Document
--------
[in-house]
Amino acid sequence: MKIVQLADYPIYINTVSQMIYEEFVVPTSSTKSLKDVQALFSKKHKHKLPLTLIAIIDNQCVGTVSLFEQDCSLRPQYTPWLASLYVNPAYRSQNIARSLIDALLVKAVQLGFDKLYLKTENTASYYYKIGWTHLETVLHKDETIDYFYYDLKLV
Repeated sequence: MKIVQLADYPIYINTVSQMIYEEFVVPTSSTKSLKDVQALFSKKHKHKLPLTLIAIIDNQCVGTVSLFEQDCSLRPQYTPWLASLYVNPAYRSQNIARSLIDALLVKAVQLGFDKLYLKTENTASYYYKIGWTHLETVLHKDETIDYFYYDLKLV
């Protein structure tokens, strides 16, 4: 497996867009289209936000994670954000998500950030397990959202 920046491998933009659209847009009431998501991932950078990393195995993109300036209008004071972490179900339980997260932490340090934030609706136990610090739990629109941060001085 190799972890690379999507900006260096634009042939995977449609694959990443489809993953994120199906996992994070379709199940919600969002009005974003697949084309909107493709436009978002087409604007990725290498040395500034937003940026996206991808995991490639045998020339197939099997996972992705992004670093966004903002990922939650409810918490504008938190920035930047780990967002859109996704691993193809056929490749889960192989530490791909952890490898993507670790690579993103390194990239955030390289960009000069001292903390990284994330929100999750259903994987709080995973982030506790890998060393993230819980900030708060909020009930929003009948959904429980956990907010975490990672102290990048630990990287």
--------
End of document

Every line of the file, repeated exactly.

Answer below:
[in-house]
Amino acid sequence: MKIVQLADYPIYINTVSQMIYEEFVVPTSSTKSLKDVQALFSKKHKHKLPLTLIAIIDNQCVGTVSLFEQDCSLRPQYTPWLASLYVNPAYRSQNIARSLIDALLVKAVQLGFDKLYLKTENTASYYYKIGWTHLETVLHKDETIDYFYYDLKLV
Repeated sequence: MKIVQLADYPIYINTVSQMIYEEFVVPTSSTKSLKDVQALFSKKHKHKLPLTLIAIIDNQCVGTVSLFEQDCSLRPQYTPWLASLYVNPAYRSQNIARSLIDALLVKAVQLGFDKLYLKTENTASYYYKIGWTHLETVLHKDETIDYFYYDLKLV
């Protein structure tokens, strides 16, 4: 497996867009289209936000994670954000998500950030397990959202 920046491998933009659209847009009431998501991932950078990393195995993109300036209008004071972490179900339980997260932490340090934030609706136990610090739990629109941060001085 190799972890690379999507900006260096634009042939995977449609694959990443489809993953994120199906996992994070379709199940919600969002009005974003697949084309909107493709436009978002087409604007990725290498040395500034937003940026996206991808995991490639045998020339197939099997996972992705992004670093966004903002990922939650409810918490504008938190920035930047780990967002859109996704691993193809056929490749889960192989530490791909952890490898993507670790690579993103390194990239955030390289960009000069001292903390990284994330929100999750259903994987709080995973982030506790890998060393993230819980900030708060909020009930929003009948959904429980956990907010975490990672102290990048630990990287």